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Letter: Public must send letters urging a longer sentence

I was distressed but not surprised to see the proposed sentence (a year and a day in prison) for our felonious congressman Chris Collins. It is outrageous that he would get so much less jail time than was stipulated in his plea bargain. If his well-paid attorneys were able to gather 100 letters in his support, how many of his constituents wrote urging the maximum sentence?

Besides defrauding the investors who were not privileged to hear the inside information Collins shared with his family and friends, he defrauded the citizens of NY-27 as well. Collins went into the 2018 election when he had already been indicted and knew he was guilty.

His constituents have had no representation in Congress during a very critical period. Even before Collins resigned in the midst of his term, he had been stripped by his own Republican Party of any committee role, because he had committed previous ethical lapses in using his position to advance before governmental bodies the interest of the Australian company on whose board he sat. A Boy Scout? I think not.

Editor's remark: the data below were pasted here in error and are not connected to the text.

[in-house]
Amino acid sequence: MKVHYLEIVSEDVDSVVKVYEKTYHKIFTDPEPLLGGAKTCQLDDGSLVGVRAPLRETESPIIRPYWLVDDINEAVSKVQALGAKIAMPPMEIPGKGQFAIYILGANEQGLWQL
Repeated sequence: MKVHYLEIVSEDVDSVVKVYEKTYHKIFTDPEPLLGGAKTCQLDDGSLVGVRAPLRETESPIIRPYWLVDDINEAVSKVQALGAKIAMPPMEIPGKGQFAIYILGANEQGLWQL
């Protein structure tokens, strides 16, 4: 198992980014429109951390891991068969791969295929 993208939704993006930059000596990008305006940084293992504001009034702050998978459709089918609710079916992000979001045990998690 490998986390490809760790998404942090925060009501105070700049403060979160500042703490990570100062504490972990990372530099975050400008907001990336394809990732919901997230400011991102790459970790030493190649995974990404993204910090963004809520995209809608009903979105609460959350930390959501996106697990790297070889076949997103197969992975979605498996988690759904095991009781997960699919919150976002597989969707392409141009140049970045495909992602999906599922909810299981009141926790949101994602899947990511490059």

To allow this sentence is to blatantly illustrate that we have one justice system for the rich and another one for the poor. (Anybody else hearing complaints that New York State is reforming its bail system to eliminate cash bail for unconvicted individuals prior to having their case heard in court?)

Collins was willing to accept a longer sentence in return for the plea bargain he got. It was still less than the 10 years on two counts he could have received. It’s not too late to see he gets more than a year and a day. The letters from influential friends shouldn’t be the only ones the judge sees. We can send our own letters to him: Hon. Vernon S. Broderick, Federal District Court, 40 Foley Square, New York, NY. But we must do it right away. Sentencing is set for Friday.

Nancy Selllar

Silver Creek

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